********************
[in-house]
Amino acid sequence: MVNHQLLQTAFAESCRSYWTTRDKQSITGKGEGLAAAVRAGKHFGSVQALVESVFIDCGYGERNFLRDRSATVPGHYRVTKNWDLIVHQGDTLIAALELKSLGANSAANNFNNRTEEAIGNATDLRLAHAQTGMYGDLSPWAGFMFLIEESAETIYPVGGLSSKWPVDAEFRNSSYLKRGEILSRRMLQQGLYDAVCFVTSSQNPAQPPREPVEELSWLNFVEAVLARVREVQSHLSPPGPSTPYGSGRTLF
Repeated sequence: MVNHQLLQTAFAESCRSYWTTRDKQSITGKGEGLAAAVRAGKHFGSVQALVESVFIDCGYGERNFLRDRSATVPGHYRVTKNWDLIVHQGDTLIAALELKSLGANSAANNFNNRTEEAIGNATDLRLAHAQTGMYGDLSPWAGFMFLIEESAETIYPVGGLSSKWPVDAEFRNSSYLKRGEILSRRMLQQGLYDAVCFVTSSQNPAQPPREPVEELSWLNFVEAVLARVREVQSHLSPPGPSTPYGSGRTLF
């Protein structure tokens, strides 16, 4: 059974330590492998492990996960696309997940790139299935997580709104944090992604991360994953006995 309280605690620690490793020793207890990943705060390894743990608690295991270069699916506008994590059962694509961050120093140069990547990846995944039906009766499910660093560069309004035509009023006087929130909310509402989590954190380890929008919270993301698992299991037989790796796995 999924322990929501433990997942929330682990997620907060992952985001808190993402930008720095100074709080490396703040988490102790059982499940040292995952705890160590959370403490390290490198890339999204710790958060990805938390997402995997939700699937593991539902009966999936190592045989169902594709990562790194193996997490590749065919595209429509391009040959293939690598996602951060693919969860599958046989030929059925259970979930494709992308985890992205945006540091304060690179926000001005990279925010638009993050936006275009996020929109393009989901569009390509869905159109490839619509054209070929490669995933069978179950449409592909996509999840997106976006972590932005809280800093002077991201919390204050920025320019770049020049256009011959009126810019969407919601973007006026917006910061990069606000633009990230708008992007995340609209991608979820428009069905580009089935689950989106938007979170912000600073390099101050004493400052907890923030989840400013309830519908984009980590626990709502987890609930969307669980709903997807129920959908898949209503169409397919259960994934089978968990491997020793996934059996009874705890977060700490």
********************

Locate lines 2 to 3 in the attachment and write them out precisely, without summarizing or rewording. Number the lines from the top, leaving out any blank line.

Amino acid sequence: MVNHQLLQTAFAESCRSYWTTRDKQSITGKGEGLAAAVRAGKHFGSVQALVESVFIDCGYGERNFLRDRSATVPGHYRVTKNWDLIVHQGDTLIAALELKSLGANSAANNFNNRTEEAIGNATDLRLAHAQTGMYGDLSPWAGFMFLIEESAETIYPVGGLSSKWPVDAEFRNSSYLKRGEILSRRMLQQGLYDAVCFVTSSQNPAQPPREPVEELSWLNFVEAVLARVREVQSHLSPPGPSTPYGSGRTLF
Repeated sequence: MVNHQLLQTAFAESCRSYWTTRDKQSITGKGEGLAAAVRAGKHFGSVQALVESVFIDCGYGERNFLRDRSATVPGHYRVTKNWDLIVHQGDTLIAALELKSLGANSAANNFNNRTEEAIGNATDLRLAHAQTGMYGDLSPWAGFMFLIEESAETIYPVGGLSSKWPVDAEFRNSSYLKRGEILSRRMLQQGLYDAVCFVTSSQNPAQPPREPVEELSWLNFVEAVLARVREVQSHLSPPGPSTPYGSGRTLF